Scotland’s culture sector finally has something to be cheerful about for the first time in 15 months – Brian Ferguson
It has taken more than 15 months, but finally the Scottish cultural sector has something to be cheerful and optimistic about.
Months of campaigning for the easing of hugely controversial reopening restrictions on theatres, concert halls and comedy clubs has finally paid off.
They will finally be able to operate under the same distancing restrictions as cafes, bars and restaurants in Scotland from the middle of next month.
If that news from Nicola Sturgeon came as a huge relief to a sector which has only emerged tentatively from lockdown, there was also the prospect of even bigger prizes being within reach.
The First Minister sprung something of a double surprise by proposing to lift outdoor social distancing restrictions completely by 19 July under its new timetable – and hoped to remove the remaining legal restrictions for indoor settings by 9 August.
Although final decisions will not be taken until nearer the time, the announcement by the First Minister is without question the most important for the recovery of the culture sector since the beginning of the pandemic.
The latter date in particular offers genuine hope that full venues, festival arenas and stadia could be back in less than eight weeks.
There is a deep irony that the events industry in Scotland has suddenly secured much more certainty at a time of huge upheaval in England after its own long-standing date for the lifting of all restrictions was put back to 19 July.
However it should not be forgotten that culture and events were effectively left behind other sectors by the Scottish Government this year.
Venue operators and festival operators have been left scratching their heads in bemusement that they were denied the ability to reopen under the same restrictions as pubs and restaurants. Those industries fought and won their case for an exemption from the two-metre rule last summer, way before the vaccine roll-out began, ahead of the initial easing of lockdown restrictions, on the grounds that businesses would not be able to operate on a viable basis.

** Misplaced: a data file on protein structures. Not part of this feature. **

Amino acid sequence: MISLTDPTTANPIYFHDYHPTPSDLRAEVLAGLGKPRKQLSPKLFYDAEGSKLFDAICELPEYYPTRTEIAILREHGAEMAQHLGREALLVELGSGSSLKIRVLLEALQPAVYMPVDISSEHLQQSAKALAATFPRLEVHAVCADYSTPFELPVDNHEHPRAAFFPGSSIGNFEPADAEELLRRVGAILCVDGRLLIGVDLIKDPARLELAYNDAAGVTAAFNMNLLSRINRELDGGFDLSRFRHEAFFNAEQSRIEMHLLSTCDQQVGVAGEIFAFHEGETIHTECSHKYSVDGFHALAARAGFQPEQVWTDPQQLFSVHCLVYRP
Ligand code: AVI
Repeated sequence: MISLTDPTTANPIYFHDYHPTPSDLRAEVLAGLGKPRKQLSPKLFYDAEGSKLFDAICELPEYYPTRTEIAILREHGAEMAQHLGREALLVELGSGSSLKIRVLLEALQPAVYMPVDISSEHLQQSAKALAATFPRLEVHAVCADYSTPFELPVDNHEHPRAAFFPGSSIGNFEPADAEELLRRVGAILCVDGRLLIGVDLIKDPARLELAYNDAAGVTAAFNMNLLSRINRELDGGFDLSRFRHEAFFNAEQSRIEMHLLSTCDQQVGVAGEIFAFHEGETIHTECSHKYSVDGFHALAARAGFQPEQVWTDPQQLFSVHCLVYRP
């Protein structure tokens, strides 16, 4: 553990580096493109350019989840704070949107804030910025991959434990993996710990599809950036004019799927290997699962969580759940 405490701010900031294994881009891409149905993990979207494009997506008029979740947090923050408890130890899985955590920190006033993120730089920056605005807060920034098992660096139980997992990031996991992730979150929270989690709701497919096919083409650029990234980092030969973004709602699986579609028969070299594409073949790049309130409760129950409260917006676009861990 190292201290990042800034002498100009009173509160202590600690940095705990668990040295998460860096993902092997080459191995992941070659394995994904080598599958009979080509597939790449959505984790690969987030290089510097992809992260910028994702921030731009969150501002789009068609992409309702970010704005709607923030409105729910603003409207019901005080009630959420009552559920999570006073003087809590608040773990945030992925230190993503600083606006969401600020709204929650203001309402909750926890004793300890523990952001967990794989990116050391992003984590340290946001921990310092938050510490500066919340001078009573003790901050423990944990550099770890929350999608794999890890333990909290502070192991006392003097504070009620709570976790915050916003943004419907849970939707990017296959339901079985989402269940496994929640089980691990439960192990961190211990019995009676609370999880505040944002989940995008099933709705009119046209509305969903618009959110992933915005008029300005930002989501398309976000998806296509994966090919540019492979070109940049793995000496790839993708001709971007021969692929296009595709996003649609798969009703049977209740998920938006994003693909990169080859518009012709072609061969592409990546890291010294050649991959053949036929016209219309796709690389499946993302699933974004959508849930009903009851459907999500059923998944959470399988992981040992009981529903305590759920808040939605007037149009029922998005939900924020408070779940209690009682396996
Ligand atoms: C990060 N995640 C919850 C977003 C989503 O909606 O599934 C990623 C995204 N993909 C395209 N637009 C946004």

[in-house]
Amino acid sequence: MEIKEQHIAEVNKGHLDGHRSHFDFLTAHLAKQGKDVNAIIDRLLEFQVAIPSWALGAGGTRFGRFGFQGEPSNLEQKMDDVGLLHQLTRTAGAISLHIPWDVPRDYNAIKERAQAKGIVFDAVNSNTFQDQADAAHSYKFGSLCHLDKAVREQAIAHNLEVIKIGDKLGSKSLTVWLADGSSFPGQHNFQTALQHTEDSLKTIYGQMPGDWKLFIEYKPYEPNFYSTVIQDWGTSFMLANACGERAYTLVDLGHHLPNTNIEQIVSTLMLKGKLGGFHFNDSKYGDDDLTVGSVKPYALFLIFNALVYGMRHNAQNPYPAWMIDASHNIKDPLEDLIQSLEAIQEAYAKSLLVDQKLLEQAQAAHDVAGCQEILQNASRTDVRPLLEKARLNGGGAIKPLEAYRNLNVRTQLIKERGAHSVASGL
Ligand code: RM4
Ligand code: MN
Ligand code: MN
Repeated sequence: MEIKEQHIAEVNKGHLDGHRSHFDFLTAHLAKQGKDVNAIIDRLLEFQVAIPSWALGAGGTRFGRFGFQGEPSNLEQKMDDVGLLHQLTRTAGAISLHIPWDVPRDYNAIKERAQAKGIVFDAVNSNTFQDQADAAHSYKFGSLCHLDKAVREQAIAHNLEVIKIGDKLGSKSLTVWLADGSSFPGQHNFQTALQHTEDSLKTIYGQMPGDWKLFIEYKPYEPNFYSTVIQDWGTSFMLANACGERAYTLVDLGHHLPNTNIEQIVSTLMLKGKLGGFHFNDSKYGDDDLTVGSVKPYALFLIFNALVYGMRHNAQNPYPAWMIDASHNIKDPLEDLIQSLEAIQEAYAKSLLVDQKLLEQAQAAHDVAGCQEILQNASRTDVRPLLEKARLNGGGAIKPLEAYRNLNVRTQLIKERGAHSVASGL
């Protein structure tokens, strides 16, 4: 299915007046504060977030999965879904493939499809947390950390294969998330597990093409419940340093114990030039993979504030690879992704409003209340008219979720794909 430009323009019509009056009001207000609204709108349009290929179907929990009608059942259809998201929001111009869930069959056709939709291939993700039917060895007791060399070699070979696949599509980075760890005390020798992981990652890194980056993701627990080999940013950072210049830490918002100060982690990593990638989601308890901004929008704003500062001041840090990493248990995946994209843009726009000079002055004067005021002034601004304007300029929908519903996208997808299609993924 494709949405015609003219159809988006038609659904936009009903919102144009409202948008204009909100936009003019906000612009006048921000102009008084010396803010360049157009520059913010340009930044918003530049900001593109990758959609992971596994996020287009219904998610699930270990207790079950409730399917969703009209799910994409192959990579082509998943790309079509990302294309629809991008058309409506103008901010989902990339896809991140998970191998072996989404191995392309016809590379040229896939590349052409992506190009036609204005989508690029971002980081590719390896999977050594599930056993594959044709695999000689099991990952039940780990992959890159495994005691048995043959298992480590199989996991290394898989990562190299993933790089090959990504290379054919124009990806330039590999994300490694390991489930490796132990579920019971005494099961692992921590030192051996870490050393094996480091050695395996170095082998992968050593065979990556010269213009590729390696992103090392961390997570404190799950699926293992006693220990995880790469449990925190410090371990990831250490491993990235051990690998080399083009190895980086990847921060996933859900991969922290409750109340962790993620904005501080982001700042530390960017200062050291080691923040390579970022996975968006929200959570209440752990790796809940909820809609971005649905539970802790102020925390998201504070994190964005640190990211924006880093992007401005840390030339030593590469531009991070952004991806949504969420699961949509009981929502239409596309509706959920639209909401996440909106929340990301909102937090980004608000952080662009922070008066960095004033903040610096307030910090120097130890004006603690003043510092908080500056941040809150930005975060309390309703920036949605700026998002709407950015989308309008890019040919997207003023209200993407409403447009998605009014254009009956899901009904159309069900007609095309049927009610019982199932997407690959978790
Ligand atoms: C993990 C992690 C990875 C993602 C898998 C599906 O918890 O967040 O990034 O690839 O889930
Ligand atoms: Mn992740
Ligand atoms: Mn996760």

That argument seemed to continually fall on deaf ears, even when a “reopening date” of 17 May for venues was confirmed. Ministers must surely have noticed that hardly any have opened since then.
Of those that have, or ventured into outdoor events, audience numbers have been a fraction of what they would have been had they been able to operate with one-metre distancing.
Frustration and exasperation that the performing arts were saddled with tighter restrictions than pubs or beer gardens should have been avoided long ago by ensuring that there was a relatively level playing field.
Those feelings must surely have been compounded by the handling and operation of a football fanzone on Glasgow Green, which is benefiting from a relaxation of strict crowd limits and the social distancing restrictions on all other events.
It did not escape my attention that a number of musicians and artists were announcing a return to live performance at a football-related event rather than a cultural festival.
While the above anomalies will remain intact for another few weeks, venues and festival organisers can now finally plan to reopen, reboot and set about a long-awaited recovery. One thing seems sure – the moment when their audiences do finally come back will be pretty special.
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